Identity theft continues to escalate, confirmed by Javelin Strategy & Research with the release of their 2013 Identity Fraud Report. Their statistics show that victims of ID fraud increased by more than one million in 2012 with $21 billion lost to the thieves. One of the top ways your identity is compromised is when a thief gets hold of your credit card information either by illegally securing the actual card or the account number and necessary identification information.
Having an actual credit card stolen is generally a result of mishandling by the account holder. This can happen in a number of ways that make your card vulnerable. You could casually leave your wallet or purse in a public place, accidently drop the card in the mall, leave it at the cash register or lose it in some other way where an unscrupulous person picks it up or takes it from your wallet or purse.
Another risky area is your mailbox where a new or replacement card can easily be lifted. Outgoing mail is especially lucrative for thieves because it may include bills that are being paid by check or credit card. Credit card offers, bills, insurance statements, and other mail contain a wealth of information that can be used by a thief.
A common location for this type of theft is apartment complexes and housing where mailboxes are in one location.
It is much more common for a thief to gain access to your account number than the card itself by stealing it from personal paperwork or having your account breached through the multiple companies that handle the numbers.
Applications from mailboxes or trash can be filled out and redirected to a bogus address. A crook could file a simple change of address form with the post office or by contacting your creditors and have your personal mail sent to another address.
Credit card theft is often a team effort. Some thieves have an inside accomplice at a retail store or restaurant who swipes a customer’s credit card through a separate machine to steal the information. After accumulating a number of accounts, they sell the account information in bulk to other crooks for as little as $1 each.
High tech thievery occurs when a device is attached to legitimate consumer technology such as an ATM or gas station card reader with every keystroke recorded along with the account number. Crooks also take advantage of unsecured technology and transactions made over public servers like those provided by libraries, schools, and coffee shops – a hackers dream to steal your credit card information.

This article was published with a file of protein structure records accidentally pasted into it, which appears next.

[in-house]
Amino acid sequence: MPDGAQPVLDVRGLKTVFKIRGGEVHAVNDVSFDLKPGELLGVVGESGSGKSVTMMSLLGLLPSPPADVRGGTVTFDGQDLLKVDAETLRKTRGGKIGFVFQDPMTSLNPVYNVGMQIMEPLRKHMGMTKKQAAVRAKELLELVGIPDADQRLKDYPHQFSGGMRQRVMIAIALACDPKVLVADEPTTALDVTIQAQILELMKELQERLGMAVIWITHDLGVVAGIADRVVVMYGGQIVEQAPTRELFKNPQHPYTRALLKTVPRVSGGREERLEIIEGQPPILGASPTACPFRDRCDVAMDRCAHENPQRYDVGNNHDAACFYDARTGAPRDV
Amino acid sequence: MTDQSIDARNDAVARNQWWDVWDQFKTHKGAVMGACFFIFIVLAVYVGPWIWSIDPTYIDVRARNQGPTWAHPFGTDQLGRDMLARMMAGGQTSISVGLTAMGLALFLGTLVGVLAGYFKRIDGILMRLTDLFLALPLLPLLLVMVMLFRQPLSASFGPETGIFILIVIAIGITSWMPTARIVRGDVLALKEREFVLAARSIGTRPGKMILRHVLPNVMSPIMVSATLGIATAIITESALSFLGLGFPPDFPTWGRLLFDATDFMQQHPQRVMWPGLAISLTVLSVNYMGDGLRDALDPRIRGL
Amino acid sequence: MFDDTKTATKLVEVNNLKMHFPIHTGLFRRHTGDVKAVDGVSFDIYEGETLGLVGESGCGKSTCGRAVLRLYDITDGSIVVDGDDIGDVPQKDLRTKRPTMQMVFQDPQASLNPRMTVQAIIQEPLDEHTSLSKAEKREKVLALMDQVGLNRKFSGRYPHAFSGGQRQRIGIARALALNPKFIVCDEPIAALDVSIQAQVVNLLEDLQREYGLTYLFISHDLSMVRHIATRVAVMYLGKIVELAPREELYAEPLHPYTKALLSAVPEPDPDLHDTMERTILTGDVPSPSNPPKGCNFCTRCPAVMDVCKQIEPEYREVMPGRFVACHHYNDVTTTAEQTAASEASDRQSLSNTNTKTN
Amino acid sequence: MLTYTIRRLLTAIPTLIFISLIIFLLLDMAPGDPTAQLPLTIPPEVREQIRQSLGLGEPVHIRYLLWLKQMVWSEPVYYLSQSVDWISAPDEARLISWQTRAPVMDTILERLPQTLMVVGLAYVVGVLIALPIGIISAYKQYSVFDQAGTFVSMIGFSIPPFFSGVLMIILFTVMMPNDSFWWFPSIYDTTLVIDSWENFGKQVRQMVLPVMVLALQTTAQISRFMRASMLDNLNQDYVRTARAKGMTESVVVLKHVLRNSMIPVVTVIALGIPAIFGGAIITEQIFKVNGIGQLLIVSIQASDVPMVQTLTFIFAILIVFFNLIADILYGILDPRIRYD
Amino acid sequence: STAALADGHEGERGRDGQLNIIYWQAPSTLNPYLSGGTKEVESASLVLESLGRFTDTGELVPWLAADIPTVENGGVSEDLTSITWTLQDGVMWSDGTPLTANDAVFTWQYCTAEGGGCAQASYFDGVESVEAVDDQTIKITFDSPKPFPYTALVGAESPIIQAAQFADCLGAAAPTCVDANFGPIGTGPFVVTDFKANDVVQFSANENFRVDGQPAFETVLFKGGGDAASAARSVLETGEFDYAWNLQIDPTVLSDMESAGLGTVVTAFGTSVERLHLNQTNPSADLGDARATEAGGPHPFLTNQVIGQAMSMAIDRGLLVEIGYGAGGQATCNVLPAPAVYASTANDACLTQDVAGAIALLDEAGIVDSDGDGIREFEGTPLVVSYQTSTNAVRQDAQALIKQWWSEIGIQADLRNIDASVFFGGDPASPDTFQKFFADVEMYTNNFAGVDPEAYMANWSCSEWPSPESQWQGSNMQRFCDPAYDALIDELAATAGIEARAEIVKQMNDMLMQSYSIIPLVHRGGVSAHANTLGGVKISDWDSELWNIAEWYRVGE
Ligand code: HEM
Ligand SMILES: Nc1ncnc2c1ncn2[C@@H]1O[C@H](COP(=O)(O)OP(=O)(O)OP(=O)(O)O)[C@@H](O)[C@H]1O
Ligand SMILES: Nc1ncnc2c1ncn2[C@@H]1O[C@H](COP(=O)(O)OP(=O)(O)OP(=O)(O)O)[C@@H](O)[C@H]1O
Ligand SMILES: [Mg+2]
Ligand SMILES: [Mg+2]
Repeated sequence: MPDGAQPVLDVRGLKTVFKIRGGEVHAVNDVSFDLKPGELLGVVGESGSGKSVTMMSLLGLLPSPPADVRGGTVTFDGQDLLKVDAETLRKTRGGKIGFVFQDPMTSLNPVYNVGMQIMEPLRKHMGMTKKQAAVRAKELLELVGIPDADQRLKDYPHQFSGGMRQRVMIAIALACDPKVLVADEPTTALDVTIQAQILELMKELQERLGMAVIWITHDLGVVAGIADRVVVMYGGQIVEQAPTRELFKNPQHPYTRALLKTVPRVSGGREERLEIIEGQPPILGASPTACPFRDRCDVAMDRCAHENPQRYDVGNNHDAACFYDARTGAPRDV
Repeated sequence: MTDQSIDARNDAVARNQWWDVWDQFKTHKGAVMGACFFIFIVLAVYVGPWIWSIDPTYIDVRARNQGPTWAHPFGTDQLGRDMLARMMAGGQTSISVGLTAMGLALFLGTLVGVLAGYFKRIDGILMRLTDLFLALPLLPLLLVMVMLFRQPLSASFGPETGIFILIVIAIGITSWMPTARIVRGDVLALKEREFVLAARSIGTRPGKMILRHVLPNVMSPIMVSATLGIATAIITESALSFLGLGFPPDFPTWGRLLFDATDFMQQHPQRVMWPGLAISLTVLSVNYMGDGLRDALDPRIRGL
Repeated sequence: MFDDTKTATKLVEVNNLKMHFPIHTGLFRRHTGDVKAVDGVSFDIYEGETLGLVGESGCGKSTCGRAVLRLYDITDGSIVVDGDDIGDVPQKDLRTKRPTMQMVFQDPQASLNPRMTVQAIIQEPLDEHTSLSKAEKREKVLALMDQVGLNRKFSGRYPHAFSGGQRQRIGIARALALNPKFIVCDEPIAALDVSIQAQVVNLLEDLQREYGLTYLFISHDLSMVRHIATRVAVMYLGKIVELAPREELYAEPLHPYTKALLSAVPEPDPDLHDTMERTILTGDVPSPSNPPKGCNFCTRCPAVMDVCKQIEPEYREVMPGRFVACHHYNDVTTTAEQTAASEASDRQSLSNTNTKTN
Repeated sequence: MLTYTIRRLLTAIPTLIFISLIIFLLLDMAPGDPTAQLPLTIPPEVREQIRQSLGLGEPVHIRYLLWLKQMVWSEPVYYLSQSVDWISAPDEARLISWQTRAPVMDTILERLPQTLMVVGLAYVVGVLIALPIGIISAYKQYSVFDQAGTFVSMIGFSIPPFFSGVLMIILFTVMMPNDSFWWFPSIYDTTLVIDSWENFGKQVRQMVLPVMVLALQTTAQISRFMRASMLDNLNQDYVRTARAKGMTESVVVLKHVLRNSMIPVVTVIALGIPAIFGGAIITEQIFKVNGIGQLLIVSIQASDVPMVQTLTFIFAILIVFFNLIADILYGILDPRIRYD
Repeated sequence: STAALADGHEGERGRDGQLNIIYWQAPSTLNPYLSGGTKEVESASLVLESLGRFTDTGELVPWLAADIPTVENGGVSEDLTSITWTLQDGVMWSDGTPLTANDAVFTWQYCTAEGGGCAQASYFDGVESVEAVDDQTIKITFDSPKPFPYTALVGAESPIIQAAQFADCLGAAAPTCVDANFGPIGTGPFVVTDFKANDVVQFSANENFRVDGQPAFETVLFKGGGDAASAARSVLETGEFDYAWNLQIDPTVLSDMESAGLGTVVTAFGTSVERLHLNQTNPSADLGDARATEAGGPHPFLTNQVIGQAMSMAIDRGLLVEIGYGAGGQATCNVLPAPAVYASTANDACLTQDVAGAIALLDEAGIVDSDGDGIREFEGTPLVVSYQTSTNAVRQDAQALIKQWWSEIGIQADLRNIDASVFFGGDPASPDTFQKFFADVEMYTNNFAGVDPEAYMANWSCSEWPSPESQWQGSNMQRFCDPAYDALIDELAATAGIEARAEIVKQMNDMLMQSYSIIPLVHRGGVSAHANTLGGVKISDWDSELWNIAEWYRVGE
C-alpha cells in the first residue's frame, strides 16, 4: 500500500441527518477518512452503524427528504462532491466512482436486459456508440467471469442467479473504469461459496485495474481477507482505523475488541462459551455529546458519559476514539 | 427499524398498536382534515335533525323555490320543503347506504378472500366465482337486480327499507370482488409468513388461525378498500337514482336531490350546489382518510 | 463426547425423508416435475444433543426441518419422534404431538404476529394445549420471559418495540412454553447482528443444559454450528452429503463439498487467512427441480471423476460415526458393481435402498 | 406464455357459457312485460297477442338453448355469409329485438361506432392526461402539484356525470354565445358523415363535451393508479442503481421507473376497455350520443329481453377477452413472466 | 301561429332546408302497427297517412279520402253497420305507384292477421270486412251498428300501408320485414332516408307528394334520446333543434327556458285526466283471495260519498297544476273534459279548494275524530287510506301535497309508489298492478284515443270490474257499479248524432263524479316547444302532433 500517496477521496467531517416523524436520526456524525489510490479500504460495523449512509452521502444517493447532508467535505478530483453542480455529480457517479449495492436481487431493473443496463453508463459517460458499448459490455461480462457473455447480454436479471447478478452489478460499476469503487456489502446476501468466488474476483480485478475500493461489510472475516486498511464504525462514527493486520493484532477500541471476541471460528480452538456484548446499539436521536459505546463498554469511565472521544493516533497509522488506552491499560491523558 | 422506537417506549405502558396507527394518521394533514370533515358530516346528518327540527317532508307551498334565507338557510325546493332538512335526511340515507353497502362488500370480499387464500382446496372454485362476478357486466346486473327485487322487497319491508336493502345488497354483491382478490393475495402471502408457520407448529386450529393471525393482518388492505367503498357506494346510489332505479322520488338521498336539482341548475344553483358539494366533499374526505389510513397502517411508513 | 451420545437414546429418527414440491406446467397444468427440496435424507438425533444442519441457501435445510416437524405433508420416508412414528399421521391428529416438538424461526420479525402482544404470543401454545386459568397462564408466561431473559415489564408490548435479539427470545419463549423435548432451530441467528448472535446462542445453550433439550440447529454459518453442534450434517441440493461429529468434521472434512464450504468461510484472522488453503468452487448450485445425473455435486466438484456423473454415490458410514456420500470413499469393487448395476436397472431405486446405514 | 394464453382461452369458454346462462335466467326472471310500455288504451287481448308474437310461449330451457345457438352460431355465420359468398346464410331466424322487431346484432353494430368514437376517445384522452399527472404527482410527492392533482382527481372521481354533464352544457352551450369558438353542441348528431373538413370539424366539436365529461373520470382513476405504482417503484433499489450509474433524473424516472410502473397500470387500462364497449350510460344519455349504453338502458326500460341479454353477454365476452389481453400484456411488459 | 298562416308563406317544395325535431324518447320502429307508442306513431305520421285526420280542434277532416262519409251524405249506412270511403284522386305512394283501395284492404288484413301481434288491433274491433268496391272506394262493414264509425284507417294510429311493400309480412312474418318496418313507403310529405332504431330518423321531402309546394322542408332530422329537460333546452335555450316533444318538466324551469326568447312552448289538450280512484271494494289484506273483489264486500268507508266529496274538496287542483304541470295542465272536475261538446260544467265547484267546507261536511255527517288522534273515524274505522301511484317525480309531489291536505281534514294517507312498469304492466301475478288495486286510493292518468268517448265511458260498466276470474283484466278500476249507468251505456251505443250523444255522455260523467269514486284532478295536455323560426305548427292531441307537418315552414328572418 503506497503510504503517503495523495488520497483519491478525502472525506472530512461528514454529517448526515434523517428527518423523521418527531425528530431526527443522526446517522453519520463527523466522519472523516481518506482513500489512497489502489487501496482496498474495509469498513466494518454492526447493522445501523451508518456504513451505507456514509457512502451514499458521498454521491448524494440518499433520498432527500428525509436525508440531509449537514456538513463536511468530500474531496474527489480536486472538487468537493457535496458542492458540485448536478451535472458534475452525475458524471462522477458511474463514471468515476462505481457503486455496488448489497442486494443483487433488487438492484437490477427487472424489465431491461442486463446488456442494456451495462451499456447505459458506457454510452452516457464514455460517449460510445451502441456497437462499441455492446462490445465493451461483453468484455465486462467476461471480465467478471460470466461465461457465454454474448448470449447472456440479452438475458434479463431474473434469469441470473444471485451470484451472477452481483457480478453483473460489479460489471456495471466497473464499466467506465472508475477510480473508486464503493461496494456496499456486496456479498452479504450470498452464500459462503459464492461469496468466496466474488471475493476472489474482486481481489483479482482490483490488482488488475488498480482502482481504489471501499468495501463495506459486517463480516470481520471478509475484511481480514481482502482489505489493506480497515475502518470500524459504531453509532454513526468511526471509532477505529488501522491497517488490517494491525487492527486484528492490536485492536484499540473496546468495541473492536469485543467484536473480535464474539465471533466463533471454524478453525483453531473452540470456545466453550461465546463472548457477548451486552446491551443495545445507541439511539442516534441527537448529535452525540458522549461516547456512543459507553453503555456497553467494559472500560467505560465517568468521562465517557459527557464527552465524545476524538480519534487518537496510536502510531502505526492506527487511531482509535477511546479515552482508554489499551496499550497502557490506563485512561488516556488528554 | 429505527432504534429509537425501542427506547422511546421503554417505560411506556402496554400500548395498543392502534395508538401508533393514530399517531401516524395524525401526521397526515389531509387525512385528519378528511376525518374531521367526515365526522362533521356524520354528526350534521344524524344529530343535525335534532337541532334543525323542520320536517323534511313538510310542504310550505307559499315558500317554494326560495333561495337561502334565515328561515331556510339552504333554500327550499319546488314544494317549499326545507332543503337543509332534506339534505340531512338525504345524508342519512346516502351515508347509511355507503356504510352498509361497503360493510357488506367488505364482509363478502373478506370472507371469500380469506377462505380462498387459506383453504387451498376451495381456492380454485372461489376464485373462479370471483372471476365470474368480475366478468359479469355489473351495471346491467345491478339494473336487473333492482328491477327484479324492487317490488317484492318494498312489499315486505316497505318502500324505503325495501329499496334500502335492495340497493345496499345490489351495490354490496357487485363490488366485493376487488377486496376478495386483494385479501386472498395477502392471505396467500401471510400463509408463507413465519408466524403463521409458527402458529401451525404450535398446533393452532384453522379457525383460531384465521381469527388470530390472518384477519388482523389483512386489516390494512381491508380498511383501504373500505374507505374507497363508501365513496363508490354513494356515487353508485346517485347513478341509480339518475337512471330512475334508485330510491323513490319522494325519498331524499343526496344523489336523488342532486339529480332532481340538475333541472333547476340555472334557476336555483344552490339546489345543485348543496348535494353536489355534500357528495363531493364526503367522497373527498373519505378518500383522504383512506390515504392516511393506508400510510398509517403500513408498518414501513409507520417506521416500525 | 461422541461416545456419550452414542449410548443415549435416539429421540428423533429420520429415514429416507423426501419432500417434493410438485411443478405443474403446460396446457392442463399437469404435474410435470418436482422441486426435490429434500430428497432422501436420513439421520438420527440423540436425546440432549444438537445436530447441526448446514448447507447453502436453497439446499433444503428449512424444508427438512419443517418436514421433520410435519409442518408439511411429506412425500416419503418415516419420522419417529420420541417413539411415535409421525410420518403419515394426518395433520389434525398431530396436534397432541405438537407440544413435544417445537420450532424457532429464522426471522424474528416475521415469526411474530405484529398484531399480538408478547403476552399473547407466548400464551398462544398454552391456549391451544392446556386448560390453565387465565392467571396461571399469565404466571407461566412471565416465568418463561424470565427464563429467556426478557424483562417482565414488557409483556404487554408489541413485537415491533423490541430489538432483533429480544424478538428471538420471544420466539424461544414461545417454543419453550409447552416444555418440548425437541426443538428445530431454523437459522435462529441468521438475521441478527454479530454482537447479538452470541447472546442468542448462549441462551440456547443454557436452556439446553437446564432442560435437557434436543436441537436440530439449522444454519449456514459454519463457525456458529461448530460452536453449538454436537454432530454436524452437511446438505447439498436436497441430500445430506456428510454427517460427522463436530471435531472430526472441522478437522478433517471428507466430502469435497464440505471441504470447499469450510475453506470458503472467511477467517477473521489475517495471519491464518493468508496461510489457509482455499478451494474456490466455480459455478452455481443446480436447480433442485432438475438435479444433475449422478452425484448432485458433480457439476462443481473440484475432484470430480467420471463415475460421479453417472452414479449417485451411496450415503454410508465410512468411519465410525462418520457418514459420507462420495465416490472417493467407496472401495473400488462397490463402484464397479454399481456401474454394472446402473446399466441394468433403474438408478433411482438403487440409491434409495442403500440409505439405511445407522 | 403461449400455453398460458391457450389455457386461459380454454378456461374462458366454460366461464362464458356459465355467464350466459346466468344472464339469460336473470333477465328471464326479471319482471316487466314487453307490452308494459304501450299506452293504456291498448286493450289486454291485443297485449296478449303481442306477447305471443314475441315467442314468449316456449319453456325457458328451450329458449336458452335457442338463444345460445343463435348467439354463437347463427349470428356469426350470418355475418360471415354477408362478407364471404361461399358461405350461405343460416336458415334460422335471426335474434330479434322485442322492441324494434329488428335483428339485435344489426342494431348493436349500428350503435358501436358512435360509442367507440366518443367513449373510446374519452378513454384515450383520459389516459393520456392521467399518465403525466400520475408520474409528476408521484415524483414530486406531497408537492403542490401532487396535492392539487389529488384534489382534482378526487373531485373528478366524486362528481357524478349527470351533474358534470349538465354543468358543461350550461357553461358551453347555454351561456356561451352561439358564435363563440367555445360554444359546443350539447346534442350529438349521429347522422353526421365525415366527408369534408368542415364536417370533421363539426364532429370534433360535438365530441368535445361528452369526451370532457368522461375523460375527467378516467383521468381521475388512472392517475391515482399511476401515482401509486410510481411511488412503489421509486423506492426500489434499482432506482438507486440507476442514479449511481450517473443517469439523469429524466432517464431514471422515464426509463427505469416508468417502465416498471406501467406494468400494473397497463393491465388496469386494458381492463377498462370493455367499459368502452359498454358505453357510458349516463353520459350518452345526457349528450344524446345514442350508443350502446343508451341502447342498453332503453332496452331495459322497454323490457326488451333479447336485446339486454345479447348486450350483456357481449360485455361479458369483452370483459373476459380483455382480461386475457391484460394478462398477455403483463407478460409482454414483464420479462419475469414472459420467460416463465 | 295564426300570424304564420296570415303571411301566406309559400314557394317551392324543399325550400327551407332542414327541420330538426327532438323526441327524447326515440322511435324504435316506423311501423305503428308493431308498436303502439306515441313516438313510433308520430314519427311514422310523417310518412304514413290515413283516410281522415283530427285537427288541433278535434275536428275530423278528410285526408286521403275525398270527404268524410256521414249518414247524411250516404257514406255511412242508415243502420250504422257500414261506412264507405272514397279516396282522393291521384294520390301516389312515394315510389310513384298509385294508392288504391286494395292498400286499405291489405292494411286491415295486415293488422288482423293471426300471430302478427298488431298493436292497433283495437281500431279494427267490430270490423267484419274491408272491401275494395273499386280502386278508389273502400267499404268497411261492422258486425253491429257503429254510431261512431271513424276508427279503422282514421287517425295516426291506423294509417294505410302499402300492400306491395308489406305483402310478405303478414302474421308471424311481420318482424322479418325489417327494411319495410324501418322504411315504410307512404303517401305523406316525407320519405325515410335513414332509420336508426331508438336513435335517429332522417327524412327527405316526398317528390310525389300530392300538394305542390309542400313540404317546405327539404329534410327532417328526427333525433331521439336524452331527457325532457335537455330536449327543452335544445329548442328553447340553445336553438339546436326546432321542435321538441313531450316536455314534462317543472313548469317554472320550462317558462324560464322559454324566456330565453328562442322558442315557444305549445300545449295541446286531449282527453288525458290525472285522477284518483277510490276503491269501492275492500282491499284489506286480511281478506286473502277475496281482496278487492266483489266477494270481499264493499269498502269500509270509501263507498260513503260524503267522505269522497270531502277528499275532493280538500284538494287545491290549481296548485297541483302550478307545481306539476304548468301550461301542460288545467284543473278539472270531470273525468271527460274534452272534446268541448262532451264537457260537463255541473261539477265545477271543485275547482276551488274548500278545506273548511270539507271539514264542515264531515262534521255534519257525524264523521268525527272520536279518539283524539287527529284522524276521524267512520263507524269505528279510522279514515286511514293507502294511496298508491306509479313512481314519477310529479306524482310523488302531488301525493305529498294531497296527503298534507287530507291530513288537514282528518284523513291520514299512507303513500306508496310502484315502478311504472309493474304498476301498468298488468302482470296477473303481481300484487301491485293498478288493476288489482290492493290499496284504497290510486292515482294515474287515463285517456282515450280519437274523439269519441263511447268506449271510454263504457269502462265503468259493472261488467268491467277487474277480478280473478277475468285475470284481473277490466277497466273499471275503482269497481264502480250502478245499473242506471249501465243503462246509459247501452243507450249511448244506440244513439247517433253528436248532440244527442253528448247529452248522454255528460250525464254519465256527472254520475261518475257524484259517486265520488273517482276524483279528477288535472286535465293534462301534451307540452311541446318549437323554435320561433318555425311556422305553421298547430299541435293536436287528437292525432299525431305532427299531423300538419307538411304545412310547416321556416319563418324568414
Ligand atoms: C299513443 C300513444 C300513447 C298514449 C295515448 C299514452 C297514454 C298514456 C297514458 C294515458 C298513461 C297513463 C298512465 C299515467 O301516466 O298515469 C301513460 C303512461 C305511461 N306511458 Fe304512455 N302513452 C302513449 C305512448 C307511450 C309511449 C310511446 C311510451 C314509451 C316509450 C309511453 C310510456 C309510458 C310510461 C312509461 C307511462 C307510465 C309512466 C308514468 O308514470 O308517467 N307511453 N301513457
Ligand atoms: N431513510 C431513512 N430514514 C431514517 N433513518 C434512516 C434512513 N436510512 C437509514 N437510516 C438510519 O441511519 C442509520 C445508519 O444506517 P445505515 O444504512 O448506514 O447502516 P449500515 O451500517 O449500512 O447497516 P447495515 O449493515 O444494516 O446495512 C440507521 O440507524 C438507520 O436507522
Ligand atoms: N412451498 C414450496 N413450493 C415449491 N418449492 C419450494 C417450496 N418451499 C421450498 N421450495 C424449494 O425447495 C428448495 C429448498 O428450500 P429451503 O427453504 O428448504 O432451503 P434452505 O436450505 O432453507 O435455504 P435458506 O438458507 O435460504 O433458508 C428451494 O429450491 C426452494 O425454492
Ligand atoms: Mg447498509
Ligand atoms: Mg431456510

A crook has a number of ways to steal from your credit card account with the actual card. The simplest and quickest use is to present the card for purchases immediately by posing as the cardholder. In a perfect world, fraudulent on-site transactions like these would be impossible for a thief to accomplish, if retailers would insist that every person paying with credit provide their identity before approving a purchase – but that’s not the case for many shoppers.
Another common way to use a stolen credit card is ordering products over the phone or on the web. A popular purchase is prepaid or gift cards that can be paid for immediately and used at a later date. This crime requires no face-to-face interaction and is astonishingly easy to pull off and provides a sense of invincibility unless the thief gets too greedy. Merchandise bought with a stolen card will be shipped to an abandoned house or somewhere that the thief can get to without revealing his own identity. While major online retailers have put in place sophisticated security measures that require more sensitive details before a transaction is approved, there are hundreds of thousands of merchants who only require the information that can be found on the card and accessed through public online records.
Common sense will win at the end of the day to safeguard your credit cards. This is a case when being overly protective is called for. Take the card you’re paying with personally to the cash register and observe the entire swipe, never allowing the card out of your sight. It is crucial to never lend a card to anyone and never keep it visible at the ATM or the store any longer than necessary.
Don’t allow your computer to store passwords and turn off auto-fill options. Maintain security software and anti-malware programs on all computers and be sure to keep them up-to-date. Shred all your personal documents before throwing them away to prevent them from falling into the wrong hands.
Check your monthly statements thoroughly for any new unauthorized transactions. Report any fraudulent transactions immediately to the credit card company and have the card cancelled. Procrastinate and you may be liable for more than the $50 maximum you are required to pay by law. While theft of credit cards may be on the rise, being diligent and you will make it harder for a crook to find you an easy target and hopefully move on.
Christopher Arthur is a blogger and regular contributor to ASAP Credit Card’s Credit Card Blog. He writes credit and debt related topics, but also enjoys sharing tips on frugal shopping and money saving tips. He strives to provide reputable educational resources to assist consumers with their finance and money management decisions.
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